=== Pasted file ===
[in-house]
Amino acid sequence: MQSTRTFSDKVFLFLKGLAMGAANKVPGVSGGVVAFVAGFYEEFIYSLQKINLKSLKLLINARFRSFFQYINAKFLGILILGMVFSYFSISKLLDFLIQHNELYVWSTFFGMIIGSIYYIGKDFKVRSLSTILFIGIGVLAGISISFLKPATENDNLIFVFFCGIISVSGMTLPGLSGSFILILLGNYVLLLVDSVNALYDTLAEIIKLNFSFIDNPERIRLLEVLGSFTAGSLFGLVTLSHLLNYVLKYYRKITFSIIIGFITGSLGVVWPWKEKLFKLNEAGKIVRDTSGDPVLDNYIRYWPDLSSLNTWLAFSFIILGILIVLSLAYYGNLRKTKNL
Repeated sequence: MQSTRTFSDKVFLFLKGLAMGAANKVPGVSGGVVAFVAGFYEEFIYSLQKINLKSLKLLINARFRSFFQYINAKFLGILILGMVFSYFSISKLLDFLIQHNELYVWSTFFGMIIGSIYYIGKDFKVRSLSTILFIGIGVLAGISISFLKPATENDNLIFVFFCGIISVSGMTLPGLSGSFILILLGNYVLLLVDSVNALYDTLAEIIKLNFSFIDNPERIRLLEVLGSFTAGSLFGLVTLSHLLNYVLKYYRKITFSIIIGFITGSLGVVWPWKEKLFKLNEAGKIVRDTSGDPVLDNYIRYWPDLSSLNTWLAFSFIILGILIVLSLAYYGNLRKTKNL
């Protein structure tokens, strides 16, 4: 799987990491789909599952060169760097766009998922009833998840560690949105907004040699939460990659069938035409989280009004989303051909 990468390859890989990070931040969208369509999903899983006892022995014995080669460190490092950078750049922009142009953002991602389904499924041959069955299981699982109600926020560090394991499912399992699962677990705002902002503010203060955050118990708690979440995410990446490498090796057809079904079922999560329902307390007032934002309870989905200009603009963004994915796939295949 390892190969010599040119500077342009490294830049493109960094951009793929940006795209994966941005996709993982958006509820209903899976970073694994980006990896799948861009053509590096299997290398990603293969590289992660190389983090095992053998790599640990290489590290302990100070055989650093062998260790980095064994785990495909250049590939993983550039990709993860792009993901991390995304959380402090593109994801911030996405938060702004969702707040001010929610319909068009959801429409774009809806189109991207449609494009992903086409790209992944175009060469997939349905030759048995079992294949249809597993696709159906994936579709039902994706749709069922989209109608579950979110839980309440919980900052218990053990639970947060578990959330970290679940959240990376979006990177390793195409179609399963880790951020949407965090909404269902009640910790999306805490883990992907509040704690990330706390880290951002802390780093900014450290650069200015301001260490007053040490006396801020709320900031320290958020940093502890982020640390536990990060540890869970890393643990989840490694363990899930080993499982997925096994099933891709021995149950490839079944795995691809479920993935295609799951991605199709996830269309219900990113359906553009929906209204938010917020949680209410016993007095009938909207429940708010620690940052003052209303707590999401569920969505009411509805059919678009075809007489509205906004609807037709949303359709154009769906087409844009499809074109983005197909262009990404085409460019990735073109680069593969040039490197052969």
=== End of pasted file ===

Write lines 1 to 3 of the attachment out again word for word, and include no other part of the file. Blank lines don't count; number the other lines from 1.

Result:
[in-house]
Amino acid sequence: MQSTRTFSDKVFLFLKGLAMGAANKVPGVSGGVVAFVAGFYEEFIYSLQKINLKSLKLLINARFRSFFQYINAKFLGILILGMVFSYFSISKLLDFLIQHNELYVWSTFFGMIIGSIYYIGKDFKVRSLSTILFIGIGVLAGISISFLKPATENDNLIFVFFCGIISVSGMTLPGLSGSFILILLGNYVLLLVDSVNALYDTLAEIIKLNFSFIDNPERIRLLEVLGSFTAGSLFGLVTLSHLLNYVLKYYRKITFSIIIGFITGSLGVVWPWKEKLFKLNEAGKIVRDTSGDPVLDNYIRYWPDLSSLNTWLAFSFIILGILIVLSLAYYGNLRKTKNL
Repeated sequence: MQSTRTFSDKVFLFLKGLAMGAANKVPGVSGGVVAFVAGFYEEFIYSLQKINLKSLKLLINARFRSFFQYINAKFLGILILGMVFSYFSISKLLDFLIQHNELYVWSTFFGMIIGSIYYIGKDFKVRSLSTILFIGIGVLAGISISFLKPATENDNLIFVFFCGIISVSGMTLPGLSGSFILILLGNYVLLLVDSVNALYDTLAEIIKLNFSFIDNPERIRLLEVLGSFTAGSLFGLVTLSHLLNYVLKYYRKITFSIIIGFITGSLGVVWPWKEKLFKLNEAGKIVRDTSGDPVLDNYIRYWPDLSSLNTWLAFSFIILGILIVLSLAYYGNLRKTKNL